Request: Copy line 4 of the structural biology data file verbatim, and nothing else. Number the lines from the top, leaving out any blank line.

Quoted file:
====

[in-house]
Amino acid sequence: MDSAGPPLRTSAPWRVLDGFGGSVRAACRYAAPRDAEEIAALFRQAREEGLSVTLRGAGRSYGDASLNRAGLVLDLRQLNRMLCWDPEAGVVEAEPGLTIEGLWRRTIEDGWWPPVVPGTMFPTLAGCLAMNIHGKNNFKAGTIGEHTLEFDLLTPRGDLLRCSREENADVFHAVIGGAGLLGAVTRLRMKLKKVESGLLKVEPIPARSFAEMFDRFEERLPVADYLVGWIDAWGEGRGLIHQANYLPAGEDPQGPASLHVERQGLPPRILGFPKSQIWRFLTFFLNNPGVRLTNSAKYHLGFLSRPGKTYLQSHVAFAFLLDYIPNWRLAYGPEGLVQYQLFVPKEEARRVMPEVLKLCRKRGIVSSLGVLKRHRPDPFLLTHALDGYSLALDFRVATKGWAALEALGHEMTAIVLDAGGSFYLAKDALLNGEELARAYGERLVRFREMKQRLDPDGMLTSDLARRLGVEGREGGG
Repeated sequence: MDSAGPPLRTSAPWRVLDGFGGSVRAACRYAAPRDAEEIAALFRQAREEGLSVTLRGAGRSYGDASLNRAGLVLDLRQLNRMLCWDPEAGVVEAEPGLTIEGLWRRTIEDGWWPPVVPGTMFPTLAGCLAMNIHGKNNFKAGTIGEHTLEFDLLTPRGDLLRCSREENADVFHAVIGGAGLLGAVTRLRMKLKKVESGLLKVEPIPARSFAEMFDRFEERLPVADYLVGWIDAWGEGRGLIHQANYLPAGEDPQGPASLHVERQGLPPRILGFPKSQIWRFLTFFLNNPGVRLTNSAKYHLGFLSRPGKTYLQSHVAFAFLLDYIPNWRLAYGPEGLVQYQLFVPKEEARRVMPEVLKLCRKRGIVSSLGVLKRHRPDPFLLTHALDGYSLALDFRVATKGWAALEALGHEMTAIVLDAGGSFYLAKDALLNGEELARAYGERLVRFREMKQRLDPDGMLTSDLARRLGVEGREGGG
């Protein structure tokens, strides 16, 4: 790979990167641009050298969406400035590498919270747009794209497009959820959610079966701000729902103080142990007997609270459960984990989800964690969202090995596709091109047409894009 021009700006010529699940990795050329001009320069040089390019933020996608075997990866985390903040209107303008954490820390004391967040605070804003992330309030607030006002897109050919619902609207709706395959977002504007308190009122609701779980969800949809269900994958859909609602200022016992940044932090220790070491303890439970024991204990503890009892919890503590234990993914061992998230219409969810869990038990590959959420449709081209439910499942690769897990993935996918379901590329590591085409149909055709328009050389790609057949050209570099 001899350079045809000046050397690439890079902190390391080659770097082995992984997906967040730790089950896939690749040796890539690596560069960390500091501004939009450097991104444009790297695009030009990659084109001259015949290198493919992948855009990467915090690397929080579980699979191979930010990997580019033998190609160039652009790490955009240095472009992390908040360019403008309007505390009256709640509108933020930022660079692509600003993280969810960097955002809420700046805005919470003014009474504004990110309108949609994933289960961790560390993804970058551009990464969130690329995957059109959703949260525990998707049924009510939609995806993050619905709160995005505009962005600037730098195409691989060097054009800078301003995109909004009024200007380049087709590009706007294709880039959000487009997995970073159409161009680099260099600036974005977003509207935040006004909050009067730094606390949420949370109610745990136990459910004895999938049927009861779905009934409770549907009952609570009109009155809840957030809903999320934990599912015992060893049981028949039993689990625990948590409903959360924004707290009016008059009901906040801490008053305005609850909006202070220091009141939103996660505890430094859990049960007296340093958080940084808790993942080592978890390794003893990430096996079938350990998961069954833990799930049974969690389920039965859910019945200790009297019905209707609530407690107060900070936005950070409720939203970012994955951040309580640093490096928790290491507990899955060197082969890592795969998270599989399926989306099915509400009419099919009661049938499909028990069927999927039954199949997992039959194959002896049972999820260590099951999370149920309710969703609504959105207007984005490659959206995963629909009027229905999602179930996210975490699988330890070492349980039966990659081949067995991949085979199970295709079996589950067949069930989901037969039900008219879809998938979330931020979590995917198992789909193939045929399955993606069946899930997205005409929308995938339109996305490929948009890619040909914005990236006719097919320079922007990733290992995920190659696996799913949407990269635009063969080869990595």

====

């Protein structure tokens, strides 16, 4: 790979990167641009050298969406400035590498919270747009794209497009959820959610079966701000729902103080142990007997609270459960984990989800964690969202090995596709091109047409894009 021009700006010529699940990795050329001009320069040089390019933020996608075997990866985390903040209107303008954490820390004391967040605070804003992330309030607030006002897109050919619902609207709706395959977002504007308190009122609701779980969800949809269900994958859909609602200022016992940044932090220790070491303890439970024991204990503890009892919890503590234990993914061992998230219409969810869990038990590959959420449709081209439910499942690769897990993935996918379901590329590591085409149909055709328009050389790609057949050209570099 001899350079045809000046050397690439890079902190390391080659770097082995992984997906967040730790089950896939690749040796890539690596560069960390500091501004939009450097991104444009790297695009030009990659084109001259015949290198493919992948855009990467915090690397929080579980699979191979930010990997580019033998190609160039652009790490955009240095472009992390908040360019403008309007505390009256709640509108933020930022660079692509600003993280969810960097955002809420700046805005919470003014009474504004990110309108949609994933289960961790560390993804970058551009990464969130690329995957059109959703949260525990998707049924009510939609995806993050619905709160995005505009962005600037730098195409691989060097054009800078301003995109909004009024200007380049087709590009706007294709880039959000487009997995970073159409161009680099260099600036974005977003509207935040006004909050009067730094606390949420949370109610745990136990459910004895999938049927009861779905009934409770549907009952609570009109009155809840957030809903999320934990599912015992060893049981028949039993689990625990948590409903959360924004707290009016008059009901906040801490008053305005609850909006202070220091009141939103996660505890430094859990049960007296340093958080940084808790993942080592978890390794003893990430096996079938350990998961069954833990799930049974969690389920039965859910019945200790009297019905209707609530407690107060900070936005950070409720939203970012994955951040309580640093490096928790290491507990899955060197082969890592795969998270599989399926989306099915509400009419099919009661049938499909028990069927999927039954199949997992039959194959002896049972999820260590099951999370149920309710969703609504959105207007984005490659959206995963629909009027229905999602179930996210975490699988330890070492349980039966990659081949067995991949085979199970295709079996589950067949069930989901037969039900008219879809998938979330931020979590995917198992789909193939045929399955993606069946899930997205005409929308995938339109996305490929948009890619040909914005990236006719097919320079922007990733290992995920190659696996799913949407990269635009063969080869990595």